Technical FAQ (12)
There are various types of SD Card. Standard SD cards only have a capacity of up to 2GB. Standard SD cards up to 2GB will work on all cameras.
SD HC Cards (High Capacity) have a capacity upto 32GB but can only be used in a camera that has the SD HC logo.
SD XC cards (Extended Capacity) are available for capacity up to 2TB but will only work in a camera with the SD XC Logo.
Always make sure that the logo on the SD card matches the logo on the camera.
Click HERE for more information on SD Cards.
If you connect your camera to a computer or have placed your SD card into a PC card reader and then edited any of your pictures on the PC this can cause them to no longer display on your camera. Always make copies of your pictures and save them on the PC before editing.
Only edit your copied pictures not the originals. Only keep original unedited pictures on the SD card. Do not rename any files or folders on your SD card.
There are many settings on a digital camera that can be misadjusted. We recommend that you find the option in the settings menu to reset your camera before assuming that it is faulty.
Digital cameras require a constant high current supply. Alkaline batteries are unable to provide enough power. Manufacturers recommend using rechargeable NiMH batteries rated at 2100mha or higher for best performance from your camera.
This is a standard problem with small cameras using flash too close to peoples faces. The flash reflects off the subject’s eyes, most cameras have a red eye reduction setting but this will not guarantee red eye free pictures. This is not a camera fault.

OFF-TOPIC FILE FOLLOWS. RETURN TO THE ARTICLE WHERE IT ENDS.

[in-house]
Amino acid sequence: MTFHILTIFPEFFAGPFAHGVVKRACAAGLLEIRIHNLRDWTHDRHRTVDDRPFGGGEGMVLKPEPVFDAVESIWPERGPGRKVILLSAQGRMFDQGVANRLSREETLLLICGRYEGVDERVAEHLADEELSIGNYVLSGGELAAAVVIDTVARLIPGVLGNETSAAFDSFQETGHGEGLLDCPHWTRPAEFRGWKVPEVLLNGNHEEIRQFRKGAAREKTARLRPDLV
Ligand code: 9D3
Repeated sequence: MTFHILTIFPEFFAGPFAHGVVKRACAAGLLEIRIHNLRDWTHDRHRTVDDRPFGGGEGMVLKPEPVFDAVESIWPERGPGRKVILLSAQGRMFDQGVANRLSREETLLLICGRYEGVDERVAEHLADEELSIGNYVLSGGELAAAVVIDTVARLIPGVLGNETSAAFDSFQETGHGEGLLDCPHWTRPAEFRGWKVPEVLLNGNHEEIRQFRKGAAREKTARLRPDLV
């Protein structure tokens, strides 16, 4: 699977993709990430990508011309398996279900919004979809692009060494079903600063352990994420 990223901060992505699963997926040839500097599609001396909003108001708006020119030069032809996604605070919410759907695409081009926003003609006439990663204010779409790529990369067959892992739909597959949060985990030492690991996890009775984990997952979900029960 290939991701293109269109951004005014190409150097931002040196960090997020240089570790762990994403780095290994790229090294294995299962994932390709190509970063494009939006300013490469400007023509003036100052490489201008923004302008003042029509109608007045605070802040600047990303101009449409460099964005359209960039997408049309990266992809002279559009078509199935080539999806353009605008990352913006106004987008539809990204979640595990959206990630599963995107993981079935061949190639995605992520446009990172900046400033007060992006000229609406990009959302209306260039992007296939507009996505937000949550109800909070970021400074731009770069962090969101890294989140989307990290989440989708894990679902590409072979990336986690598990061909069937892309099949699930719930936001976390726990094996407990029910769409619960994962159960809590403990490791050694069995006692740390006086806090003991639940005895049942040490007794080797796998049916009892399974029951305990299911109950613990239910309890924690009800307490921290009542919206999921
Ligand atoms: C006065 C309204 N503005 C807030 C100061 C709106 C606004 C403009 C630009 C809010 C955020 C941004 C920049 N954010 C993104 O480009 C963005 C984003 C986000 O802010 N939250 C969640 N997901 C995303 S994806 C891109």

Many cameras with built in flash will be affected by ‘lens shadows’. Even expensive DSLR cameras can suffer from lens shadows when using the built in flash.
The nearer that the flash lamp is positioned to the lens and the larger the size of the lens, then the more pronounced the problem will be. The position of the shadow will also vary depending on the location of the flash lamp in relation to the lens.
This is not a fault and cannot be rectified.
This is a common problem with small cameras caused by ‘airborne dust’ . Dust particles in the air reflect the flash back at the lens causing defocused circles to appear on photos. This is not a camera fault.
The flash on most pocket cameras will only operate up to about 2 metres from the subject. Flash is ineffective in large areas. This is not a fault. Try using slow shutter speeds and flash off.
Some Panasonic cameras have a ‘Clipboard’ function. If clipboard is selected on the top function dial then the camera will only work on internal memory. The SD Card will not be accessible.
With the writing on the memory card facing you, the switch will be on your left-hand side, move it upwards and this will unlock your memory card. However, if this does not resolve the problem we would recommend sending the camera to us to be examined.
This is generally caused by dust and dirt getting inside the lens. The lenses on most digital cameras are not airtight. When the lens extends outwards it draws in air. If the camera is used or stored in a dusty environment then dust and dirt can find its way into the camera. This would normally require a strip down to clean inside the lens.